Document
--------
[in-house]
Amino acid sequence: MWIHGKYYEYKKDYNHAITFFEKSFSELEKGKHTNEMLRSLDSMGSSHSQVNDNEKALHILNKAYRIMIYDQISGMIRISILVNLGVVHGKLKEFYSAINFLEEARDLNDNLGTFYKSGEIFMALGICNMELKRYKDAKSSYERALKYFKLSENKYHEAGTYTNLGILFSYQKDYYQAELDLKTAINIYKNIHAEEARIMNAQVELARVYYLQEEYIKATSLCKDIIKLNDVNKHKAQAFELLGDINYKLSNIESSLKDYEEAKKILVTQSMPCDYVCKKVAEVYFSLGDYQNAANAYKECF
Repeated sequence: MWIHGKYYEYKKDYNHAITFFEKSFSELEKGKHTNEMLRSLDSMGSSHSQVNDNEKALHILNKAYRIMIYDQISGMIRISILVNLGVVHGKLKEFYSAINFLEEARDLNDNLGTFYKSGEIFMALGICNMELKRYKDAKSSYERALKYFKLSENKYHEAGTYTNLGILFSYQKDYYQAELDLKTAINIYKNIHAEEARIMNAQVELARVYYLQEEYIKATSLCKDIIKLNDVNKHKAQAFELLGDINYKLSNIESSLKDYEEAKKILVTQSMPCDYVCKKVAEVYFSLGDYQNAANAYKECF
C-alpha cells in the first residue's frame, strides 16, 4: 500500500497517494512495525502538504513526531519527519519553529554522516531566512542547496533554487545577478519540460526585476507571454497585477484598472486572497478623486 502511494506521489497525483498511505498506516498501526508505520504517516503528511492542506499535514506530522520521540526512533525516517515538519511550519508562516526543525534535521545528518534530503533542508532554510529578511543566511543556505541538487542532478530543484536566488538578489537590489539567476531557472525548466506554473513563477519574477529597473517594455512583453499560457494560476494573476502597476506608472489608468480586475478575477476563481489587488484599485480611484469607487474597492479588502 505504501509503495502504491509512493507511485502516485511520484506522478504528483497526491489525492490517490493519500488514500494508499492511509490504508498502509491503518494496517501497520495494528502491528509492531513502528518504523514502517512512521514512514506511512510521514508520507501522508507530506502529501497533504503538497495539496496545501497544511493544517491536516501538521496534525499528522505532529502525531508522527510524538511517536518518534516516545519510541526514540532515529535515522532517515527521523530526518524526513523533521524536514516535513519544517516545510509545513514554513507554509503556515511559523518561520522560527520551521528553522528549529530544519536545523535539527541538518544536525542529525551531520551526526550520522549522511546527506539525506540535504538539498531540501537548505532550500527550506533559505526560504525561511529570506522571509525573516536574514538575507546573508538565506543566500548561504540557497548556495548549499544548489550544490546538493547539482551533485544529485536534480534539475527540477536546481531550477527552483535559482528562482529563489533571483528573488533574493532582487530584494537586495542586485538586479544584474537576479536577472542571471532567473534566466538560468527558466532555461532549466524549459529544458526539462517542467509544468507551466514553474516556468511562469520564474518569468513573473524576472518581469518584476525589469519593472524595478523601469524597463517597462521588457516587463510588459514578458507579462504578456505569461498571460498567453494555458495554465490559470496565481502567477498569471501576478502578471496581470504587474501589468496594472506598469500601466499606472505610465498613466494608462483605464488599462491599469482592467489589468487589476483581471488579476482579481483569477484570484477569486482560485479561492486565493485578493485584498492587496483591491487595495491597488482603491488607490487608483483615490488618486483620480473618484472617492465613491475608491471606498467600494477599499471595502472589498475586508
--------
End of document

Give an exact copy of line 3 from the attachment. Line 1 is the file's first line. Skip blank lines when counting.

Repeated sequence: MWIHGKYYEYKKDYNHAITFFEKSFSELEKGKHTNEMLRSLDSMGSSHSQVNDNEKALHILNKAYRIMIYDQISGMIRISILVNLGVVHGKLKEFYSAINFLEEARDLNDNLGTFYKSGEIFMALGICNMELKRYKDAKSSYERALKYFKLSENKYHEAGTYTNLGILFSYQKDYYQAELDLKTAINIYKNIHAEEARIMNAQVELARVYYLQEEYIKATSLCKDIIKLNDVNKHKAQAFELLGDINYKLSNIESSLKDYEEAKKILVTQSMPCDYVCKKVAEVYFSLGDYQNAANAYKECF